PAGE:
At parishes across Santa Maria this weekend, congregants celebrated Mass outdoors — while seated in chairs or parked in their cars — in compliance with state guidelines that once again restrict indoor operations.
Like most sectors, places of worship throughout Santa Barbara County have had to be flexible over the past few months as guidelines continue to change due to increasing COVID-19 rates.
After the state permitted the reopening of places of worship in late May, many parishes resumed indoor and outdoor services with social distancing. However, all places of worship were ordered to discontinue indoor operations on July 13 under state guidance.
For Catholic churches, the guidelines were made official by the Archdiocese of Los Angeles, which oversees Santa Barbara, Los Angeles and Ventura counties.
At St. Louis de Montfort Catholic Church, the Rev. Aidan Peter Rossiter said the parish just held their second weekend of drive-in Masses, with five of their usual seven services being offered outside.
At their main 9:30 a.m. Sunday service, Rossiter said between 70 and 100 cars were in attendance to listen to Mass over a PA system, with people asked to stay in their cars the whole time.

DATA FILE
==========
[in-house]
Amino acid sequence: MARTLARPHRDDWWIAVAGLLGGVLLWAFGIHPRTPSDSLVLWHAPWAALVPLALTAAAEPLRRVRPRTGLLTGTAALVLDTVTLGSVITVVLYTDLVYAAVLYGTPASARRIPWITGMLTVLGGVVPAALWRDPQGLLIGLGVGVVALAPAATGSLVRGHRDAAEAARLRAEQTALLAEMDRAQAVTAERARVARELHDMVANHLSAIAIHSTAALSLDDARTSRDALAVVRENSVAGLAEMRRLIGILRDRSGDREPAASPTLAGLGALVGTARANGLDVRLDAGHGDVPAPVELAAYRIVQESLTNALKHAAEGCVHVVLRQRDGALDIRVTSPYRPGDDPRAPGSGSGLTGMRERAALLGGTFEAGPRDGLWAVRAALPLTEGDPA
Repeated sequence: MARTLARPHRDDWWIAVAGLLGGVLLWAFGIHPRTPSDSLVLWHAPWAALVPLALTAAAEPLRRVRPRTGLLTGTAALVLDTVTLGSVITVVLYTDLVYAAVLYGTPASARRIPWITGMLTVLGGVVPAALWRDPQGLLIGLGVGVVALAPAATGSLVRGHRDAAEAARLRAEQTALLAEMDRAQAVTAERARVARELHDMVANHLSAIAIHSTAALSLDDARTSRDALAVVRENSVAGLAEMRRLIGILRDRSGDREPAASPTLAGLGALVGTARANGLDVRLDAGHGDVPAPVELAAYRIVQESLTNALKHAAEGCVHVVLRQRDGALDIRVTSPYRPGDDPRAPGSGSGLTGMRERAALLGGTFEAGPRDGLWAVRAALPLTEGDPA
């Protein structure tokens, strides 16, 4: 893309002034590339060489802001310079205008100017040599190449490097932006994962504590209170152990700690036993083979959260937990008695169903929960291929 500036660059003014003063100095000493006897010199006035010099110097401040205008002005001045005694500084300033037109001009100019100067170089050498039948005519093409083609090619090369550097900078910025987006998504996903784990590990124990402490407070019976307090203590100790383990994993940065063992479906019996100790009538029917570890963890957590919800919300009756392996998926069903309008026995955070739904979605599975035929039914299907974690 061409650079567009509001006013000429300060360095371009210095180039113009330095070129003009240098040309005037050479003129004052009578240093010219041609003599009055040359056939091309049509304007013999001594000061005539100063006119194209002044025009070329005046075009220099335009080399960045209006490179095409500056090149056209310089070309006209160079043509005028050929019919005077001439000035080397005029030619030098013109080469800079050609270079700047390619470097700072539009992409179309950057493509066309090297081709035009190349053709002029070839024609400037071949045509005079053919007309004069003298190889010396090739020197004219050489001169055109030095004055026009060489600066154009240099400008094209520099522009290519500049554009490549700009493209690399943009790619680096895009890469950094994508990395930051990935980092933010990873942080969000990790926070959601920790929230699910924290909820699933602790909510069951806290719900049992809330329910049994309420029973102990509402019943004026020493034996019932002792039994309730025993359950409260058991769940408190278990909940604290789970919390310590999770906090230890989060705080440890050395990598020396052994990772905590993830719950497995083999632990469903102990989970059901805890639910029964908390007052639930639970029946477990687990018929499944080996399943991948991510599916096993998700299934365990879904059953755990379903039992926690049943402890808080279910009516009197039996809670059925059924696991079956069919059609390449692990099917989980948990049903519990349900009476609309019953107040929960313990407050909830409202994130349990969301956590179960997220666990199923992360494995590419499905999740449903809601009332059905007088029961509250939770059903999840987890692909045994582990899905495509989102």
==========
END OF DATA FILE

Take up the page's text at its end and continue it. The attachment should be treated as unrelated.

"People are very adaptive, very accommodating," Rossiter said. "People are upset that they can't get into their church, but they’re very appreciative of the way we’re trying to bring the Mass out to them."
Thanks to the size of the church's parking lot, church officials have been able to accommodate most attendees while safely distancing between people, he added.
"The church’s way of looking at all this social distancing is being charitable to our neighbor by making sure we don't pass anything on. This is about charity to our brothers and sisters because we don't want to pass anything on," Rossiter said.
While some churches are able to accommodate a large drive-in service, others are offering attendees the option to sit outside for a full outdoor service, such as at St. Mary of the Assumption Catholic Church.
According to Parish Administrator Dennis Pearson, the preparation for services in their parking lot posed a bit of a logistical challenge, as they scrambled to rent canopies and risers and ensure they had proper sanitation equipment for attendees.
However, people have responded well to the setup thus far, he said.
"They enjoy being outside, with the blue sky and the sunshine. They’re adjusting, they’re happy that Mass is being provided to them," he said.
Between the various Masses celebrated Saturday evening and throughout the day Sunday, Pearson said they saw approximately 400 people in attendance. During daily Mass at noon, they have seen between 40 and 50 people.
People are encouraged to bring a mask and a lawn chair, although both will be provided if needed.
"So far we’re really pleased," Pearson said. "It’s filling up as each weekend comes by. A lot of people are still staying home, but each day there's a slight increase."
One of the most important things to the congregants, he said, is being able to take Holy Communion again. However, the use of the shared cup is still not permitted, in order to prevent the spread of germs.
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